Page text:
My favorite part of being a chiropractor is working with patients – helping them get better and seeing the changes in their lives. My least favorite is writing reports and doing the paperwork that seems to come with any sort of modern healthcare practice.
I recently started using a voice dictation software, called Dragon Naturally Speaking, that works quite well. I can simply speak into a microphone and it gets dictated onto the computer. The more you use it the more it recognizes your voice and becomes more accurate. It had one quirk that they seem to have fixed now. If I left the computer for a while, such that the computer went on standby, the program would freeze up and lose its data regarding my voice. I had called tech support about it 6 months ago when I was having the problem. Their advice was simple; I should go through the effort of shutting down the program each time I left the computer. Seriously! That was their solution! It’s like that old joke about the patient who goes to the doctor complaining, “Doc, it hurts when I play the piano” to which the doctor responds, “then don’t play the piano”.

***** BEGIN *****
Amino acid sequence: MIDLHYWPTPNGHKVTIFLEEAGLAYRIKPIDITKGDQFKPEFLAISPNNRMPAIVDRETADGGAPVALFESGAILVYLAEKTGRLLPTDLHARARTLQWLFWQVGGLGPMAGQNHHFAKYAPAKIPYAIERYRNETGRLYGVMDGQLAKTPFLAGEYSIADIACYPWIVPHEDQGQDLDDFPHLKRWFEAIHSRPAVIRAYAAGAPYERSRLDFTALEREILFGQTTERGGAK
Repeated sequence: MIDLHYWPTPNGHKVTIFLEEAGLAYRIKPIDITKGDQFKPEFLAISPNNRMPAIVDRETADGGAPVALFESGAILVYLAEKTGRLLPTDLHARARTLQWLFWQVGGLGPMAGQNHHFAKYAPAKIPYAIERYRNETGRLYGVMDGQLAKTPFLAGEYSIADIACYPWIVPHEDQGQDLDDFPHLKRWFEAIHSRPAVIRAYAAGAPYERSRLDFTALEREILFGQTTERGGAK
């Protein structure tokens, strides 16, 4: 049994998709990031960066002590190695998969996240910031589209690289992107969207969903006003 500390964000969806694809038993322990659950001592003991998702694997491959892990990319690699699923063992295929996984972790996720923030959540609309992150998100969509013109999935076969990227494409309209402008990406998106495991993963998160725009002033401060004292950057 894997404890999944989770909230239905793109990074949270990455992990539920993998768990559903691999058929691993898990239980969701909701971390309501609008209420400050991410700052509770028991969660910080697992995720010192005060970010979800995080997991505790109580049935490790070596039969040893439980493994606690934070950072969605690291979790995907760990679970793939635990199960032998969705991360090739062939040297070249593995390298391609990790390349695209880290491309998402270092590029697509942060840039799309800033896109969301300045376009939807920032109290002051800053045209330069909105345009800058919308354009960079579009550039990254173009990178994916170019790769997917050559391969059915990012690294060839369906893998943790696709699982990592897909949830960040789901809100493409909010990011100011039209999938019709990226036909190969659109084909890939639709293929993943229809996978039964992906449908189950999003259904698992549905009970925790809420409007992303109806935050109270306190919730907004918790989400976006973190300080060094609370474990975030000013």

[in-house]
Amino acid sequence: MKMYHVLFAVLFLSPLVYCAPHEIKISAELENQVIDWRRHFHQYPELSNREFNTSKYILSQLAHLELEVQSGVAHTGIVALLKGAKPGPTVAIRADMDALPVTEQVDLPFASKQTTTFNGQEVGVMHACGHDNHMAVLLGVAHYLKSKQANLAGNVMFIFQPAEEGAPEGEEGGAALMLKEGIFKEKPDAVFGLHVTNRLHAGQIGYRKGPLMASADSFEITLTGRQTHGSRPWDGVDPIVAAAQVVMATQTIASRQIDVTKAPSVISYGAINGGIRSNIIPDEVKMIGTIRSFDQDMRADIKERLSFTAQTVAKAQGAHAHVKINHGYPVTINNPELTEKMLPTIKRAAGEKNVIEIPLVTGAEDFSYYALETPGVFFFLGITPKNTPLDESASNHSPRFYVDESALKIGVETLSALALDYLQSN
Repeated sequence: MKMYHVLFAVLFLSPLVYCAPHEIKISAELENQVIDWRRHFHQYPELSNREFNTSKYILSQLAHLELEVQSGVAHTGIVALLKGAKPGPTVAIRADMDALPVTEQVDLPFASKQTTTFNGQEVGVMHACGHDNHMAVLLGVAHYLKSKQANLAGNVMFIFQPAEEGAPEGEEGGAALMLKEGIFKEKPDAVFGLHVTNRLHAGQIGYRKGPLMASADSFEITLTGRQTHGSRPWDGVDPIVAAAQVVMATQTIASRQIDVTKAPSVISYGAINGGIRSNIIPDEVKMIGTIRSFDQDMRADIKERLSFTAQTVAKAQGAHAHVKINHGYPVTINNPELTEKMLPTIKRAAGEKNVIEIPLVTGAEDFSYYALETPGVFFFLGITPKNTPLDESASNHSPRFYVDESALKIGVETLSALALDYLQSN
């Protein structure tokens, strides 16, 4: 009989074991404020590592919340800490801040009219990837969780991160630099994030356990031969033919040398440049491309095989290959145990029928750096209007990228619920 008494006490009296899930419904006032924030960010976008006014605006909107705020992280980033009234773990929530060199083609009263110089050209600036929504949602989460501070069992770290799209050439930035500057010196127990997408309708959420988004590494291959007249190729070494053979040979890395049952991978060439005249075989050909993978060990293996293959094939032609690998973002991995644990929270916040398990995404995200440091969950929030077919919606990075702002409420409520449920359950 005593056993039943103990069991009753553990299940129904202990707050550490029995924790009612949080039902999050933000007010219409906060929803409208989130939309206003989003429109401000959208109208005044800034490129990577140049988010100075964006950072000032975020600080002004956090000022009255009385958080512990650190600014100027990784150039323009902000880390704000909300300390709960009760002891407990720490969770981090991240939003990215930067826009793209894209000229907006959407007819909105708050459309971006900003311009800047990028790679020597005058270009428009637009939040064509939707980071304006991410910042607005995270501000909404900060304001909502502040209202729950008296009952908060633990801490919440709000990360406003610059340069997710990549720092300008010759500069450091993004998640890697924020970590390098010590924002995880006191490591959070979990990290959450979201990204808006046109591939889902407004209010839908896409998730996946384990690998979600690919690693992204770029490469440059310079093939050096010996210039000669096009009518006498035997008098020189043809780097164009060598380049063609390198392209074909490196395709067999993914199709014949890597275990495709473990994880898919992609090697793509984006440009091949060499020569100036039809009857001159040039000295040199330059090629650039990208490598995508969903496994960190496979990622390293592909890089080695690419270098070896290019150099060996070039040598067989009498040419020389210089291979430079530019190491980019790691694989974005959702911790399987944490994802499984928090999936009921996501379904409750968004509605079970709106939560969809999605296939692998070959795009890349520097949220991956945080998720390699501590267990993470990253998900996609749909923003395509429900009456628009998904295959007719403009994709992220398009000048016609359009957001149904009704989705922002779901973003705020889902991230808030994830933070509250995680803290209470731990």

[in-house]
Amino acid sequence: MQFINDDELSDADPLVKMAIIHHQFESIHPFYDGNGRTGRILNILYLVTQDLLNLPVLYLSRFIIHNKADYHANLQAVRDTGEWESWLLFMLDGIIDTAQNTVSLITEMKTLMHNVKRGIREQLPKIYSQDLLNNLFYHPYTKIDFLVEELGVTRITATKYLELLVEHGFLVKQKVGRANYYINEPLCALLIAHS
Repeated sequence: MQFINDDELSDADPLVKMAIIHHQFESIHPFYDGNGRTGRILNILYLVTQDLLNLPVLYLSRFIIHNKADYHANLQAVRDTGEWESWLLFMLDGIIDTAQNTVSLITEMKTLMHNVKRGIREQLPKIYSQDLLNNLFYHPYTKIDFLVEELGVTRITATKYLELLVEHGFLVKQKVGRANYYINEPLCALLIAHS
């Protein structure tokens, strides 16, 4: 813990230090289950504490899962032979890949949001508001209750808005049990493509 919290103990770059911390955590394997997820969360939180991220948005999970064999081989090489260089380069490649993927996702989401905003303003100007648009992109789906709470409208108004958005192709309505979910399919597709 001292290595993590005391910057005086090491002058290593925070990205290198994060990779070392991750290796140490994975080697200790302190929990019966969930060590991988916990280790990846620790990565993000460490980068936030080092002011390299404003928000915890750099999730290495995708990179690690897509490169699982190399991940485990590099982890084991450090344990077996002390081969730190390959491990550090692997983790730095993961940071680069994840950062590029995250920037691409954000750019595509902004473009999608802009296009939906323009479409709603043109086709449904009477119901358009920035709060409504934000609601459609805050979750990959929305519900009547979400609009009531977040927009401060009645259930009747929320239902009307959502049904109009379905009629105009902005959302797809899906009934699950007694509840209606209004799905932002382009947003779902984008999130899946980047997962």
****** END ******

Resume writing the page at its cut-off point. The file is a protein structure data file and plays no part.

And yet, many people subconsciously do just that in their daily lives. As they begin to experience pain, they start to limit the activities that worsen that pain. As this progresses, sometimes slowly over years, their function becomes less and less as they avoid things that cause more pain. Often this happens without their being fully aware of the process. Eventually it gets to the point where they are doing very little and then that begins to hurt.
So when a patient comes in for care, their main complaint is usually pain. But I also try to learn about how that pain is inhibiting the patient’s life. What would they like to be able to do that they currently cannot? In doing so, I try to establish some functional goals for the patient. This can vary quite a bit because they are unique to that person. Some people just want to be able little walk around, maybe do some shopping, without limitation. Others want to be able to return to the gym and engage in extensive exercise again. As I work with patients, I encourage them, as they begin to improve, to push the envelope a little bit. The rate of progress depends very much on a patient’s motivation, as well as, how long the condition has been present before they start care. But establishing a clear goal is an important part of the process.